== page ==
Evaluation of the Learning to Integrate Neighborhoods and Clinical Care Project: Findings from Implementing a New Lay Role into Primary Care Teams to Address Social Determinants of Health

Clarissa Hsu, Erin Hertel, Eric Johnson, Carol Cahill, Paula Lozano, Tyler R Ross, Kelly Ehrlich, Katie Coleman, June BlueSpruce, Allen Cheadle, Juno Matthys , Michelle Chapdelaine , Marlaine Gray , Janice Tufte , Michele Robbins

The Community Resource Specialist Role from KP Washington Research on Vimeo.



Introduction: Health systems increasingly recognize the impact of social determinants of health such as access to housing, transportation, and nutritious food. Lay health workers have been used to address patients' social determinants of health through resource referral and goal setting in targeted populations, such as individuals with diabetes. However, we know of no studies that evaluate this type of role for a general primary care population.

Objective: To assess the implementation and impact of the Community Resource Specialist (CRS) role in Kaiser Permanente Washington.

Methods: We analyzed data from staff interviews, patient focus groups, clinic site visits, patient surveys, the electronic health record, and administrative sources.

Results: Satisfaction with CRSs was high, with 92% of survey respondents choosing "very satisfied" or "somewhat satisfied." Of patients with a resource referral and follow-up encounter, 45% reported using the resource (n = 229) and 86% who set a goal and had a follow-up encounter (n = 218) progressed toward their goal. Primary care teams reported workload easing. Patients who used CRSs and participated in focus groups reported behavior changes and improved health, although no changes were detected from electronic health records or patient survey data. Key learnings include the need to clearly define the CRS role, ensure high visibility to clinical staff, and facilitate personal introductions of patients (warm handoffs).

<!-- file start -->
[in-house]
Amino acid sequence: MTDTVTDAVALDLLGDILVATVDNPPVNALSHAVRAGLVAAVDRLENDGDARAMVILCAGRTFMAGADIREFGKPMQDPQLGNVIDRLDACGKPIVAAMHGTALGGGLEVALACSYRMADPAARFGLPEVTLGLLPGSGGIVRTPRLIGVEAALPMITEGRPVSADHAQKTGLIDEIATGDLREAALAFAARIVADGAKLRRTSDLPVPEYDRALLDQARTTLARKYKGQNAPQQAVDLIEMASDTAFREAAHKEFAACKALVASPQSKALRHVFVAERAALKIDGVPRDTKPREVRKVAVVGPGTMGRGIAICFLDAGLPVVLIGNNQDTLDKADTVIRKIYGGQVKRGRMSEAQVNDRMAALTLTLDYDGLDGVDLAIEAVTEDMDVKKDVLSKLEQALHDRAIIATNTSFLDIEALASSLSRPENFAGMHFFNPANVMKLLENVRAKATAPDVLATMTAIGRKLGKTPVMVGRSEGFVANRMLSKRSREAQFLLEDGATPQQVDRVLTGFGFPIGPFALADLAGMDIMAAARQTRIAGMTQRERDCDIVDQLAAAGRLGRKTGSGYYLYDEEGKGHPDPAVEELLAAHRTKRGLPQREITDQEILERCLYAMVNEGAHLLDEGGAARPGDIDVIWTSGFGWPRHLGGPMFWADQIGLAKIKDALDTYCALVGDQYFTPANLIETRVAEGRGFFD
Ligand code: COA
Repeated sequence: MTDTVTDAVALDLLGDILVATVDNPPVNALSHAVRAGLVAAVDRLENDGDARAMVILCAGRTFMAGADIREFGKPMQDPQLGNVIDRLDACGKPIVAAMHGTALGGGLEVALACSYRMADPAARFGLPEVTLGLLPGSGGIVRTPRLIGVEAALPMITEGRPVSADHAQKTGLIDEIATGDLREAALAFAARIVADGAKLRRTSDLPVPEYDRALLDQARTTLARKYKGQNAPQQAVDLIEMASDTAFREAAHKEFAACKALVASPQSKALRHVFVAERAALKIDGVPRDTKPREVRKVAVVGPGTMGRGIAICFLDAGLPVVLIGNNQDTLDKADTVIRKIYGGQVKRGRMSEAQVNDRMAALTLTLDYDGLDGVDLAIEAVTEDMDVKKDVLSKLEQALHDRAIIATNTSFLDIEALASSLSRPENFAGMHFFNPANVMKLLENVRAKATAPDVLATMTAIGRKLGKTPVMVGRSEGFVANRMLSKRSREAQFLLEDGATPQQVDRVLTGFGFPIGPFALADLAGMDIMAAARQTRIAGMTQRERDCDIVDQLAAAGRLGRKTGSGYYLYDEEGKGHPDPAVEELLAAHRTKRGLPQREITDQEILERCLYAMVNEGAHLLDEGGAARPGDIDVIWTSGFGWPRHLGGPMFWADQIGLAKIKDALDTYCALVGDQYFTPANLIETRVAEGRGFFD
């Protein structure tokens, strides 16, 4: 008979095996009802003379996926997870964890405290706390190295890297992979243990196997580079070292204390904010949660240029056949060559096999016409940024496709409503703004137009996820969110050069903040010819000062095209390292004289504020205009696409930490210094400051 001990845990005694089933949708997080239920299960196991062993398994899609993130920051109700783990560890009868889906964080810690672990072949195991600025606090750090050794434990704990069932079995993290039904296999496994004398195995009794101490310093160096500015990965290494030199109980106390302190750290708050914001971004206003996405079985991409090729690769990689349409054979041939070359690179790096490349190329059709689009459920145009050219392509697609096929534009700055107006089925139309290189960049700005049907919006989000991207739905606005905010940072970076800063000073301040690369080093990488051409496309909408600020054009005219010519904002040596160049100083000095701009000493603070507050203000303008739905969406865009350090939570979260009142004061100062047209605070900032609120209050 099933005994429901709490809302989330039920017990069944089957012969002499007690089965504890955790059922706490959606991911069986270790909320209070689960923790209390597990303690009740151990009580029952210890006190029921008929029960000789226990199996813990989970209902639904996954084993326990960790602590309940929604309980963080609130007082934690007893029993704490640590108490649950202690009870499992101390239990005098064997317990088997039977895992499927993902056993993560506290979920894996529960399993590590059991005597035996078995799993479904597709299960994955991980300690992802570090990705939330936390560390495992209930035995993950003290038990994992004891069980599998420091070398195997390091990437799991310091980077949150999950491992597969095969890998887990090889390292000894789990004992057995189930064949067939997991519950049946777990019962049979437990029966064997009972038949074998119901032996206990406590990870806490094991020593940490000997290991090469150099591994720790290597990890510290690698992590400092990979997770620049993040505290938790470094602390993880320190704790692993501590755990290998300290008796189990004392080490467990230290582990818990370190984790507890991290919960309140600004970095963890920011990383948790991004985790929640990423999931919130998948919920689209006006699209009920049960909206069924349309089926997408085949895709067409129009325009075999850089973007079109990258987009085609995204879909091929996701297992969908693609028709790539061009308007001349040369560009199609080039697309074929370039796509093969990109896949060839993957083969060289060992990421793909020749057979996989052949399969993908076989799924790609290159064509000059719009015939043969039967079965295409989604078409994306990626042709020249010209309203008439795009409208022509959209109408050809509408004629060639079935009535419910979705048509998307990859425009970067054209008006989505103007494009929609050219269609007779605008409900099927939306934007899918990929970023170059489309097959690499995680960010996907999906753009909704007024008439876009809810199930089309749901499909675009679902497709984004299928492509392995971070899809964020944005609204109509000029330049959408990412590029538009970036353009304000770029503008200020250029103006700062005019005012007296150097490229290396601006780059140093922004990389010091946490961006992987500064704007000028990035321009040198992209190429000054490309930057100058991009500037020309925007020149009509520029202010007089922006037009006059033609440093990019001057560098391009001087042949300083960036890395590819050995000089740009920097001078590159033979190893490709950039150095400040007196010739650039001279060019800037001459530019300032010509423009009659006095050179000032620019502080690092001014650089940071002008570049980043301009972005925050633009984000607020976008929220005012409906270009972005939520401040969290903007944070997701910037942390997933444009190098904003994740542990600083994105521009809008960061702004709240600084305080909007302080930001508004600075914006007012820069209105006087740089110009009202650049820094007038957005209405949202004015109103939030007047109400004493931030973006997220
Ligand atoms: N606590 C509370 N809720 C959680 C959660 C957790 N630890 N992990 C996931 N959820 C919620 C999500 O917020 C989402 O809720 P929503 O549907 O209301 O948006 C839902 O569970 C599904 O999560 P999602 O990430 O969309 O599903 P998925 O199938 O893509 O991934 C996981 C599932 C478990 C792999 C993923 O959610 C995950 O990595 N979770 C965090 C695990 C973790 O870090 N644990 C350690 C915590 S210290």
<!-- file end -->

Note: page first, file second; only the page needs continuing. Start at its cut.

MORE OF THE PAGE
Conclusion: Adding an individual to the primary care team with expertise in community resources can increase patient satisfaction, support clinicians, and improve patients' perceptions of their health and well-being.

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